I wanted to like this so much more than I did. And this says a lot about both myself and the book/writer. Even though my response isn’t that friendly to the book there were some occasional one liners that made me smile.
When I requested a copy of this book from the publisher,* I wanted to identify with the characters, I wanted to revel in our shared experiences of growing up in the south during a certain time, but I just couldn’t.
Perhaps this is because I didn’t grow up in the deep south (I grew up in a military town in NC) or maybe because my family wasn’t too religious, (we went to church some times, but we were Episcopalian and compared to other southern denominations, they’re pretty damn liberal), or perhaps it’s just because of the writing or the non-shared experiences of the book that i just couldn’t click with it.
In essence this book focuses on the tragedy of one summer at a gay conversion “therapy” camp. The main character carried the burden of that summer his entire life and it has come back to haunt him through a slasher movie that is based no a book about the camp written by a counselor and the character/slasher is an amalgamation of him and the other campers. Maybe it’s this burden that drove me crazy and kept me from identifying with/enjoying the book/character.
The book was a slog mostly because of the clunky use of flashbacks. I get that White was trying to make the flashbacks appear as all of a sudden something triggered the flashback and then the memory came, but it just didn’t work for me. They were either too subtle and it took me a minute to realize there was a time change or they were too blunt and I had to stop reading for a bit and come back to the book at a later time.
What got me the most, and what I probably enjoyed the least was the ending. It got way too meta (Wikipedia entry – I’m pretty sure I’m using it correctly) and way too on the nose. When the characters are talking about ending their own novels they’re writing and then they use the endings to end this novel and then it’s still left open on what happens, just blah and meh and ugh. It just seemed trite and wanton, there was no reason for the book not to end 15-20 pages prior to the ending or even just a couple of pages. The throwback was forced at best and honestly it just annoyed me.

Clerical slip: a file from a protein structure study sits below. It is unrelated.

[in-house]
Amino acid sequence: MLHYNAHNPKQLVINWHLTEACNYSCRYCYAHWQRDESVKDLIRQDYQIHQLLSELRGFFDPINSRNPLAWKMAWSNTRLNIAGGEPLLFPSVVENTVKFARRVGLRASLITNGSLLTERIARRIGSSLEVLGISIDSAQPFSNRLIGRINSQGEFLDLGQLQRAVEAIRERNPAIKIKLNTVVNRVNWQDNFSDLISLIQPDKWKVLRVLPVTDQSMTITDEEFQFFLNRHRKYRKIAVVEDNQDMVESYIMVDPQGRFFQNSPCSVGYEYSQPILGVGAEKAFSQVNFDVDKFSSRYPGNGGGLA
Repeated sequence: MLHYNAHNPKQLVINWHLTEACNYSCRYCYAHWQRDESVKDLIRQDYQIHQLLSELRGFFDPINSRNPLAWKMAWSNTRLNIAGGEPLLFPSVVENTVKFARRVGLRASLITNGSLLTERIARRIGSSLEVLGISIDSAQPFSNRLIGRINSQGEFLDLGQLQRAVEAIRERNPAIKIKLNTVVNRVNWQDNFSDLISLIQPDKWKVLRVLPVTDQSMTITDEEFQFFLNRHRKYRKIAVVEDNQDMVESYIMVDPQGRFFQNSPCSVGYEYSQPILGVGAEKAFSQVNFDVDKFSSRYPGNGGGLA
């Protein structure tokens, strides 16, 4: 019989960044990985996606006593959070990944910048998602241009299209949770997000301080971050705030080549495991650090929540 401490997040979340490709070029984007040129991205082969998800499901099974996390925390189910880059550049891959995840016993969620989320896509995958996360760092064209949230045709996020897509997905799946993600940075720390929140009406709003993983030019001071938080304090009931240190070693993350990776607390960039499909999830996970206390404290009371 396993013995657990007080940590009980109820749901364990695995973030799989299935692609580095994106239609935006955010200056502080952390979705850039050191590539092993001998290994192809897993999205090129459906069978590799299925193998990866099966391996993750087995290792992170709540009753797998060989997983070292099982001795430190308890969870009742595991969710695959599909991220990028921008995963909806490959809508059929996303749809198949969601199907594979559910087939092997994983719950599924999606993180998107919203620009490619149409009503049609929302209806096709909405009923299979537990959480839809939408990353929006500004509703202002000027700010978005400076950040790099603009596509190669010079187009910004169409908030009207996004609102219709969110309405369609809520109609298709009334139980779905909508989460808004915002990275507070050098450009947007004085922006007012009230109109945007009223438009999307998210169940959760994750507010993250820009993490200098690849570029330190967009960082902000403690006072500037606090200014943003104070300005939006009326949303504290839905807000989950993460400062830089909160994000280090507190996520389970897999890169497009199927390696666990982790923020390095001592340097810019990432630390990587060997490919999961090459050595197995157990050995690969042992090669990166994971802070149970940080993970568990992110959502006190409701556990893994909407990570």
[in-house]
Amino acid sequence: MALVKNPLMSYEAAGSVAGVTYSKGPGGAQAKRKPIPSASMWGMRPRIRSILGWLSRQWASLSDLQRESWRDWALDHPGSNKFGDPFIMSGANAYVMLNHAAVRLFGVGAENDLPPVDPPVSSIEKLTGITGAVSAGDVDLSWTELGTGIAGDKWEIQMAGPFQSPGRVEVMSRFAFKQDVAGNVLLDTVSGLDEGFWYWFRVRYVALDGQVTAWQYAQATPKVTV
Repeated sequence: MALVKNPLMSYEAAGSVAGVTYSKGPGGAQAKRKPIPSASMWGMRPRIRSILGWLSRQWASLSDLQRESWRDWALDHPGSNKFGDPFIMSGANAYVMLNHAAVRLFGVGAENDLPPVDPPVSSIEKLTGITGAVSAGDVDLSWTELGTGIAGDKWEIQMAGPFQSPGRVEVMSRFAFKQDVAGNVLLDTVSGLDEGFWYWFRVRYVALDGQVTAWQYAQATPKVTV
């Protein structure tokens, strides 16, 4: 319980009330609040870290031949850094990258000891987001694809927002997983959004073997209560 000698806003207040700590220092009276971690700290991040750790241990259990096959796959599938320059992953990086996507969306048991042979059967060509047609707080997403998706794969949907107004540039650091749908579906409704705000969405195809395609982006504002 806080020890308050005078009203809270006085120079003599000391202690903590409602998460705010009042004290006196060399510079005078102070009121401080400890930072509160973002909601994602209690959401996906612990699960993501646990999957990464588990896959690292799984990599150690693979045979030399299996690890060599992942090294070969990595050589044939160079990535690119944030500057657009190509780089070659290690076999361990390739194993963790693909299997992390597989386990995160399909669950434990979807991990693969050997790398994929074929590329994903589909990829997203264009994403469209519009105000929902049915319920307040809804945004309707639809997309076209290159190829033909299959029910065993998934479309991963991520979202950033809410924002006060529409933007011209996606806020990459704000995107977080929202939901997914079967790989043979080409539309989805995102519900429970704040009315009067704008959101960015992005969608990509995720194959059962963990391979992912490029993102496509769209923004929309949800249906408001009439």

Recommendation: Pass. Even though I have driven through Bucksnort, TN and found a bunch of other OMG this is hilarious that I know these things/can see these traits in people I know, I couldn’t connect with this book. Part of it was style, but most of it was substance. I instinctively gave this a two star review on Goodreads on accident and went back and bumped it to three when I realized it would probably get a 2.5 star.
Opening Line: “A Saturday afternoon in late May, Bobby came into our office talking about a movie.”
Closing Line: “I write how sorry i am for not contacting her sooner, but I was afraid, a coward, and I am trying to be braver now. I try and try and try every day, all day long.” (Whited out to avoid spoilers, highlight to read.)
*I received a copy of the book in exchange for an honest opinion. No goods or money were exchanged.
Additional Quotes from How to Survive a Summer
“I hated groups. Queer groups especially. All those gaping wounds in one place.” (21)
“Bevy once told me that we can’t help loving the places we come from – no matter how broken or terrible they were. Sometimes people just like to talk, and she was no exception.” (37)
“I asked what ‘husky’ meant, but neither one said. I had always heard the word in reference to the brand of blue jeans I wore, but here, for the first time, I realized the word had another definition. Something that had less to do with the pants and more to do with the bodies that wore them.” (58)
“My erotic life existed primarily in the subjunctive. Past encounters filled with disappointment, the fumbling and embarrassment due, in part, to my own clumsiness. The future didn’t promise any change — I was what I was no matter the expertise of the person in bed with me.” (88)